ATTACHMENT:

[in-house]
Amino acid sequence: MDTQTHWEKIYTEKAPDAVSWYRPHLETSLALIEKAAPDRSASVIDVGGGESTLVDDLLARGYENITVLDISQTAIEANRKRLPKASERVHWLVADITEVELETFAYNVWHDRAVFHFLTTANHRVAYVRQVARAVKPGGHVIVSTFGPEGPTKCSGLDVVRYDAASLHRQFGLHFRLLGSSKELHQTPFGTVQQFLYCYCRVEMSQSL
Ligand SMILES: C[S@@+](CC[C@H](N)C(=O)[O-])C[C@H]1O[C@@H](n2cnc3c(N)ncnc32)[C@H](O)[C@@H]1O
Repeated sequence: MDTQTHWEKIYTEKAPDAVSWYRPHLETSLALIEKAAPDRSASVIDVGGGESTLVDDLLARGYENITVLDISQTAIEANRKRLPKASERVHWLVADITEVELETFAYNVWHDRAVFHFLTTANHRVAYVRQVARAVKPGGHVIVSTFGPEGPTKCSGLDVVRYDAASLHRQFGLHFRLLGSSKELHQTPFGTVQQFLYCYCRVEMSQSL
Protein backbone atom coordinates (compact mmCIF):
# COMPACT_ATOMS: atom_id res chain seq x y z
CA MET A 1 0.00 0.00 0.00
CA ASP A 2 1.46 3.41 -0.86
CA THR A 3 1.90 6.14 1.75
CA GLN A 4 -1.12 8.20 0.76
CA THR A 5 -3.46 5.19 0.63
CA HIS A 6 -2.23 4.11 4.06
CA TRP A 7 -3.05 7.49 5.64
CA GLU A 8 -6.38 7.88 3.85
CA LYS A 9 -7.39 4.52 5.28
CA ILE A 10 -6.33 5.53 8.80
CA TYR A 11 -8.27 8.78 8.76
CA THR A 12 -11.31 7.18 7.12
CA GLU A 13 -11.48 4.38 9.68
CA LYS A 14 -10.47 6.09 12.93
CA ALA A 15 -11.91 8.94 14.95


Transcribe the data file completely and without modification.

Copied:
[in-house]
Amino acid sequence: MDTQTHWEKIYTEKAPDAVSWYRPHLETSLALIEKAAPDRSASVIDVGGGESTLVDDLLARGYENITVLDISQTAIEANRKRLPKASERVHWLVADITEVELETFAYNVWHDRAVFHFLTTANHRVAYVRQVARAVKPGGHVIVSTFGPEGPTKCSGLDVVRYDAASLHRQFGLHFRLLGSSKELHQTPFGTVQQFLYCYCRVEMSQSL
Ligand SMILES: C[S@@+](CC[C@H](N)C(=O)[O-])C[C@H]1O[C@@H](n2cnc3c(N)ncnc32)[C@H](O)[C@@H]1O
Repeated sequence: MDTQTHWEKIYTEKAPDAVSWYRPHLETSLALIEKAAPDRSASVIDVGGGESTLVDDLLARGYENITVLDISQTAIEANRKRLPKASERVHWLVADITEVELETFAYNVWHDRAVFHFLTTANHRVAYVRQVARAVKPGGHVIVSTFGPEGPTKCSGLDVVRYDAASLHRQFGLHFRLLGSSKELHQTPFGTVQQFLYCYCRVEMSQSL
Protein backbone atom coordinates (compact mmCIF):
# COMPACT_ATOMS: atom_id res chain seq x y z
CA MET A 1 0.00 0.00 0.00
CA ASP A 2 1.46 3.41 -0.86
CA THR A 3 1.90 6.14 1.75
CA GLN A 4 -1.12 8.20 0.76
CA THR A 5 -3.46 5.19 0.63
CA HIS A 6 -2.23 4.11 4.06
CA TRP A 7 -3.05 7.49 5.64
CA GLU A 8 -6.38 7.88 3.85
CA LYS A 9 -7.39 4.52 5.28
CA ILE A 10 -6.33 5.53 8.80
CA TYR A 11 -8.27 8.78 8.76
CA THR A 12 -11.31 7.18 7.12
CA GLU A 13 -11.48 4.38 9.68
CA LYS A 14 -10.47 6.09 12.93
CA ALA A 15 -11.91 8.94 14.95